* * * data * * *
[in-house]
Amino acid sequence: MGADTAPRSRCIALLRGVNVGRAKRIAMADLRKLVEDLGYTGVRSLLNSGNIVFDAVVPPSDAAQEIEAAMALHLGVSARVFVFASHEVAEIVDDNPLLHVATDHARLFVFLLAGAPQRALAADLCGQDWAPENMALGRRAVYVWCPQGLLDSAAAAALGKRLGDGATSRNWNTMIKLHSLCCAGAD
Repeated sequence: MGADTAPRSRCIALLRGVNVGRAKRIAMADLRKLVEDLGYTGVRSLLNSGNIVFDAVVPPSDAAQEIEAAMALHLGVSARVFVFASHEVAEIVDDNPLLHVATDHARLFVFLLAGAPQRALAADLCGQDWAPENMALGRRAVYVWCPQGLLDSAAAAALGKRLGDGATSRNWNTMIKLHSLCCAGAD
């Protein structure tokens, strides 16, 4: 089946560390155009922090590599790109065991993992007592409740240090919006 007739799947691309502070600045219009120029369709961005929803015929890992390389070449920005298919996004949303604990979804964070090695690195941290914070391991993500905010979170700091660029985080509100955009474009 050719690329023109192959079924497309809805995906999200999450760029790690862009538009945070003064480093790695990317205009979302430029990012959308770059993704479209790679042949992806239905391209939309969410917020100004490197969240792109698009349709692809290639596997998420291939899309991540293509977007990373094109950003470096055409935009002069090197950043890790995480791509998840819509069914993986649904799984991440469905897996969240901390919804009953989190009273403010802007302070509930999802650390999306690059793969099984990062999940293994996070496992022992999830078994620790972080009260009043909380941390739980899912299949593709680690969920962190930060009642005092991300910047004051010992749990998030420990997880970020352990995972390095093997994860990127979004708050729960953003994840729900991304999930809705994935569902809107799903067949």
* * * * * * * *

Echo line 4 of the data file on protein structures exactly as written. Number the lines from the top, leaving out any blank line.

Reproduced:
């Protein structure tokens, strides 16, 4: 089946560390155009922090590599790109065991993992007592409740240090919006 007739799947691309502070600045219009120029369709961005929803015929890992390389070449920005298919996004949303604990979804964070090695690195941290914070391991993500905010979170700091660029985080509100955009474009 050719690329023109192959079924497309809805995906999200999450760029790690862009538009945070003064480093790695990317205009979302430029990012959308770059993704479209790679042949992806239905391209939309969410917020100004490197969240792109698009349709692809290639596997998420291939899309991540293509977007990373094109950003470096055409935009002069090197950043890790995480791509998840819509069914993986649904799984991440469905897996969240901390919804009953989190009273403010802007302070509930999802650390999306690059793969099984990062999940293994996070496992022992999830078994620790972080009260009043909380941390739980899912299949593709680690969920962190930060009642005092991300910047004051010992749990998030420990997880970020352990995972390095093997994860990127979004708050729960953003994840729900991304999930809705994935569902809107799903067949």